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A Glimpse Into the Libraryʼs History

A Glimpse Into the Libraryʼs History

A Glimpse Into the Libraryʼs History


Contributing Writer

March 2, 2023

Stella Goss '26

In 1951, the Ford family donated $350,000 to the school to build a new library in memory of Edsel Ford. Mr. Ford was president of Ford Motor Company from 1919 until his death in 1943. The Edsel Ford Memorial Library took the place of the school’s original first-floor reading room.

Henry S. Waterbury, the architect who designed the New York Public Library reading room, was hired to design the new library. The cornerstone, which contained a box of items important to the school community, including a graduation issue of The Record and an English IV exam, was laid in June 1951.

Construction finished in 1952. Upon its completion, the building had three floors — the first floor contained classrooms, the second floor housed the library’s collections, and the third floor served as the school’s first art studio. The first floor, which currently houses the IT service desk and the Sprole Reading Room, was not included in the 1952 design but originally served as a hallway to the Dining Hall.

In the spring of 1970, Henry Ford II ’38, son of Edsel Ford, matched his family’s original donation of $350,000 to renovate the first floor and install microfilm machines.

Mrs. Caroline Kenny-Burchfi eld ’77, coordinator of volunteer programs, who arrived at the school in 1974, said, “It was awe-inspiring. I had never seen a space like this before. It was the heart and soul of our community. It really was one of the centerpieces of the campus, without a doubt.”

In 1981, after nearly ten years of planning and fourteen months of construction, the school expanded the library to its current footprint, including the Sprole and Frantz Reading Rooms and a fourth floor.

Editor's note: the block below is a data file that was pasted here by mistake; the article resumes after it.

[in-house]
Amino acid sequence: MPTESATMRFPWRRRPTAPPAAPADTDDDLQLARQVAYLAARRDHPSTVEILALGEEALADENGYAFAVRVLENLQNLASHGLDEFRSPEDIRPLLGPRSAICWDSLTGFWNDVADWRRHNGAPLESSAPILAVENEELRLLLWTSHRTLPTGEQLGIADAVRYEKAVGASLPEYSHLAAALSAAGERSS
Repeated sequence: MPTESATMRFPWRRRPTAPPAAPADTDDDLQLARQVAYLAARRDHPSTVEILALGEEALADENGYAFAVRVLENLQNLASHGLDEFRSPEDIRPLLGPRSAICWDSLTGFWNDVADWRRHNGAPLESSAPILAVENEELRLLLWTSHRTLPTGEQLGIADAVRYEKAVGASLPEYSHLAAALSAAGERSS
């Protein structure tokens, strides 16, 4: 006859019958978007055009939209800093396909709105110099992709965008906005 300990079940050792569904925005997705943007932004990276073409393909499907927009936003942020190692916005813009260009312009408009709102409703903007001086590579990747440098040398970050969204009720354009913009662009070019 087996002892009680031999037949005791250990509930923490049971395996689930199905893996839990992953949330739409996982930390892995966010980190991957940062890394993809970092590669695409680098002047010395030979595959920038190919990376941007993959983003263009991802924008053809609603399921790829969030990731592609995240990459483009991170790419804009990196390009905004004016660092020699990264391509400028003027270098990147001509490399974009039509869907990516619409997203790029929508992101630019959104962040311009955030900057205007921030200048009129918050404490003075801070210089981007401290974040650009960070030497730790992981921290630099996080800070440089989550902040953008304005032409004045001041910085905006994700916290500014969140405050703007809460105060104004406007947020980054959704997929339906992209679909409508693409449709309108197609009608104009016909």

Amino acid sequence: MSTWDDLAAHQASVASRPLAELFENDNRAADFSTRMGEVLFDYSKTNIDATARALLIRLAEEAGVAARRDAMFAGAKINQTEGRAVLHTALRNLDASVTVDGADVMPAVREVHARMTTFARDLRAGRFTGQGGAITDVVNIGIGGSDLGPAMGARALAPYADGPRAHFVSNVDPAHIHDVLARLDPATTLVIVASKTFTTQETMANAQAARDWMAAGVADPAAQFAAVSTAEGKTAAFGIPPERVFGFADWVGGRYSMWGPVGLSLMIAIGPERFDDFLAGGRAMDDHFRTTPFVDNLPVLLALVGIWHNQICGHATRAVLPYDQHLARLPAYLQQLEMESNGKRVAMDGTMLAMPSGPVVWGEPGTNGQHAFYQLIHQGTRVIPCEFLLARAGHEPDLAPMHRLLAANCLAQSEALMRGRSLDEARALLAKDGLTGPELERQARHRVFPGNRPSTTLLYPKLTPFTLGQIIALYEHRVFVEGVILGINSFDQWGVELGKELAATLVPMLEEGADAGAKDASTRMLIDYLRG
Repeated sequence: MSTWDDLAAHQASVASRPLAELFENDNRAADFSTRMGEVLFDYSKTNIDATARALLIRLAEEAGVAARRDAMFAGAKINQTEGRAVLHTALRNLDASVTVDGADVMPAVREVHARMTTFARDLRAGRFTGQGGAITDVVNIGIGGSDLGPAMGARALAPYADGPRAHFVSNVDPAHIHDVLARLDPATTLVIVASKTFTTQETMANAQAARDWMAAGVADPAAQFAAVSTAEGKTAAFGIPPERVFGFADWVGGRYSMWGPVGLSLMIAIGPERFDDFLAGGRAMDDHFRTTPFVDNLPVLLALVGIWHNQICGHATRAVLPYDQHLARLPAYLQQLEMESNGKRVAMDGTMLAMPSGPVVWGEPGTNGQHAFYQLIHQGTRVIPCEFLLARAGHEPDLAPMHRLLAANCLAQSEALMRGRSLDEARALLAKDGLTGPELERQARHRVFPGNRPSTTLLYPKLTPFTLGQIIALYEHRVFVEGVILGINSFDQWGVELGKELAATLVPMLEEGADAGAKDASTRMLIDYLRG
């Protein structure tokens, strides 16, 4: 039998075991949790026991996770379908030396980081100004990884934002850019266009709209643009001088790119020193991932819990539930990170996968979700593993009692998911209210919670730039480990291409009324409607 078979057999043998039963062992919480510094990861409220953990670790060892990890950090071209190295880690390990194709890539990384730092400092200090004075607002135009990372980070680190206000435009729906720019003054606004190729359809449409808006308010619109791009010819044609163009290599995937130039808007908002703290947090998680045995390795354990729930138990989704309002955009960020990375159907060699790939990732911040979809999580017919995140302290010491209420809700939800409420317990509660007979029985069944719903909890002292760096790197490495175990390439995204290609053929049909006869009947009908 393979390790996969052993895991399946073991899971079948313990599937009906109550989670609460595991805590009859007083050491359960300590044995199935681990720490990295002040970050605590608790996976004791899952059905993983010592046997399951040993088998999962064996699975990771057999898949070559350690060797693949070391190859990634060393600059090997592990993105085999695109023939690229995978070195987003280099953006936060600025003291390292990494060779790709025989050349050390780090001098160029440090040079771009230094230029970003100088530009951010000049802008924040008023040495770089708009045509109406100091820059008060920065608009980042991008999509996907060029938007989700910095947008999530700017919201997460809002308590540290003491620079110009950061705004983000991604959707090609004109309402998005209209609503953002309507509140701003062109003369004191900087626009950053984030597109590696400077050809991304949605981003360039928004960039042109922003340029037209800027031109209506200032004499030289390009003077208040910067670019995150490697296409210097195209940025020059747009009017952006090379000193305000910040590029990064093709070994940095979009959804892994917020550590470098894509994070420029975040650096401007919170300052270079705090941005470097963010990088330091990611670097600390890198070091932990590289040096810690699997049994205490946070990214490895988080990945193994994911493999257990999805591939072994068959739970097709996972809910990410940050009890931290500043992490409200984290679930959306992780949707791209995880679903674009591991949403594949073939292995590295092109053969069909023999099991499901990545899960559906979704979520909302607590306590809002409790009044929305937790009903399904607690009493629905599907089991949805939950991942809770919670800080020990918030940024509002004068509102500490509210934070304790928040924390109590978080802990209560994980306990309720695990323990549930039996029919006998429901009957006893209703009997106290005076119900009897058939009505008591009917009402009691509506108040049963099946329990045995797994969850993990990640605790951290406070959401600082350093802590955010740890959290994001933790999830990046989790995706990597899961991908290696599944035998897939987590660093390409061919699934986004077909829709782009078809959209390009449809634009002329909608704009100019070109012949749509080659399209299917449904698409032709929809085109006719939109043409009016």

In 1999, the first floor was renovated to include a teaching and reference center, the predecessor of the school’s Teaching and Learning Center (TLC).

Ms. Kim Gnerre, assistant director of the Edsel Ford Memorial Library, joined the Library staff in 2000. She said, “I just thought, it was huge. Most school libraries are not this big.”

While the size of the building has stayed at 25,000 square feet since 1981, the facilities and collections have grown. In 2009, Alumni Award recipient Bill Ford ’75, Edsel’s grandson, gave a gift to significantly upgrade and increase the sustainability of the library by adding new climate control systems, lighting, and wiring.

Over the years, changes in technology have impacted the ways in which the library provides resources. Over the years, microfilm machines turned into VHS tapes, then DVDs, then finally subscriptions to streaming services.

While the print book collection has shrunk, the library’s online databases have grown from just under 20 in 2000 to over 75 in 2023, and three e-book collections and access to the inter-library loan system has given students access to over a million digital titles.

In 1992, the first BearCAT system, a classic black-screen, green-letter character-based system was introduced. Ms. Gnerre said, “[At first], we had to house all the memory and all the data for our databases in a server in the closet in the back room, and back it up by tape every night. It wasn’t until 2015 that we changed to a new open source system, with the memory housed off-site with a vendor.”


Stella Goss is a contributing writer for The Record.

December 7th

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Editor's Note: This article was recovered from The Record's online archive. There may be stylistic and visual errors that interrupt the reading experience, as well as missing photos. To read this article as it appeared in print, view our print archives.

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Editorials are written by members of The Record's Executive Board. They typically center on issues related to the school or student life on campus.

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